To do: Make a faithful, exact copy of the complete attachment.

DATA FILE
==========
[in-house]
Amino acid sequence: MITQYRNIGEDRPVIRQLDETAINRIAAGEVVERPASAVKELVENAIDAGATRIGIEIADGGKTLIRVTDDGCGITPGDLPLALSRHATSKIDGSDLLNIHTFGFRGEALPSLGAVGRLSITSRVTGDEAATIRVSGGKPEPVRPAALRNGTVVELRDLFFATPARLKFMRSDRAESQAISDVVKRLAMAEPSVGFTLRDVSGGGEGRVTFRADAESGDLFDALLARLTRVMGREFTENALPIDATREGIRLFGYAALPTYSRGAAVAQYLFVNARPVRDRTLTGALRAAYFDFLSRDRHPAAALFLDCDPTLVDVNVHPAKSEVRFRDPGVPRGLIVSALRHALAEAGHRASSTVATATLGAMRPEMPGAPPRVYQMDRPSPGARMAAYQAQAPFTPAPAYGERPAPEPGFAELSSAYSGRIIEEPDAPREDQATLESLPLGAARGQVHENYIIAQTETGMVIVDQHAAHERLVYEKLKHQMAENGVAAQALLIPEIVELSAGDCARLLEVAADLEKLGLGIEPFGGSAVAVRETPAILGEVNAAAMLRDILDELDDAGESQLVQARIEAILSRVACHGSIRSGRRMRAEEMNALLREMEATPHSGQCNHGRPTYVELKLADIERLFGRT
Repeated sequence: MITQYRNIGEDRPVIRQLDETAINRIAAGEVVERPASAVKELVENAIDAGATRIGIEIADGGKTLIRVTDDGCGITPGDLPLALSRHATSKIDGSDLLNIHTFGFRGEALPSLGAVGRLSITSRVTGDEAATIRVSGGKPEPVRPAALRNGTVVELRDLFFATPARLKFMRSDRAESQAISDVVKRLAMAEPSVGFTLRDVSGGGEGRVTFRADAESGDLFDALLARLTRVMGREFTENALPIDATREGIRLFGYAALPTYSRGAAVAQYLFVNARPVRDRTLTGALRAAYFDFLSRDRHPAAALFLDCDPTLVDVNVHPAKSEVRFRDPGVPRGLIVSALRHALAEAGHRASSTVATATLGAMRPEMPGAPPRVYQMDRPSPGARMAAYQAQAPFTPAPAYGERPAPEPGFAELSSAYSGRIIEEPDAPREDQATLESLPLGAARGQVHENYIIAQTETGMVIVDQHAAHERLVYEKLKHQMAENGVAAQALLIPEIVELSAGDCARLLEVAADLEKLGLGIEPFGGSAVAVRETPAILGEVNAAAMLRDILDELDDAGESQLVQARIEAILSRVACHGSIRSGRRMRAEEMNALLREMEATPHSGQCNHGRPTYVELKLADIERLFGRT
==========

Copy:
[in-house]
Amino acid sequence: MITQYRNIGEDRPVIRQLDETAINRIAAGEVVERPASAVKELVENAIDAGATRIGIEIADGGKTLIRVTDDGCGITPGDLPLALSRHATSKIDGSDLLNIHTFGFRGEALPSLGAVGRLSITSRVTGDEAATIRVSGGKPEPVRPAALRNGTVVELRDLFFATPARLKFMRSDRAESQAISDVVKRLAMAEPSVGFTLRDVSGGGEGRVTFRADAESGDLFDALLARLTRVMGREFTENALPIDATREGIRLFGYAALPTYSRGAAVAQYLFVNARPVRDRTLTGALRAAYFDFLSRDRHPAAALFLDCDPTLVDVNVHPAKSEVRFRDPGVPRGLIVSALRHALAEAGHRASSTVATATLGAMRPEMPGAPPRVYQMDRPSPGARMAAYQAQAPFTPAPAYGERPAPEPGFAELSSAYSGRIIEEPDAPREDQATLESLPLGAARGQVHENYIIAQTETGMVIVDQHAAHERLVYEKLKHQMAENGVAAQALLIPEIVELSAGDCARLLEVAADLEKLGLGIEPFGGSAVAVRETPAILGEVNAAAMLRDILDELDDAGESQLVQARIEAILSRVACHGSIRSGRRMRAEEMNALLREMEATPHSGQCNHGRPTYVELKLADIERLFGRT
Repeated sequence: MITQYRNIGEDRPVIRQLDETAINRIAAGEVVERPASAVKELVENAIDAGATRIGIEIADGGKTLIRVTDDGCGITPGDLPLALSRHATSKIDGSDLLNIHTFGFRGEALPSLGAVGRLSITSRVTGDEAATIRVSGGKPEPVRPAALRNGTVVELRDLFFATPARLKFMRSDRAESQAISDVVKRLAMAEPSVGFTLRDVSGGGEGRVTFRADAESGDLFDALLARLTRVMGREFTENALPIDATREGIRLFGYAALPTYSRGAAVAQYLFVNARPVRDRTLTGALRAAYFDFLSRDRHPAAALFLDCDPTLVDVNVHPAKSEVRFRDPGVPRGLIVSALRHALAEAGHRASSTVATATLGAMRPEMPGAPPRVYQMDRPSPGARMAAYQAQAPFTPAPAYGERPAPEPGFAELSSAYSGRIIEEPDAPREDQATLESLPLGAARGQVHENYIIAQTETGMVIVDQHAAHERLVYEKLKHQMAENGVAAQALLIPEIVELSAGDCARLLEVAADLEKLGLGIEPFGGSAVAVRETPAILGEVNAAAMLRDILDELDDAGESQLVQARIEAILSRVACHGSIRSGRRMRAEEMNALLREMEATPHSGQCNHGRPTYVELKLADIERLFGRT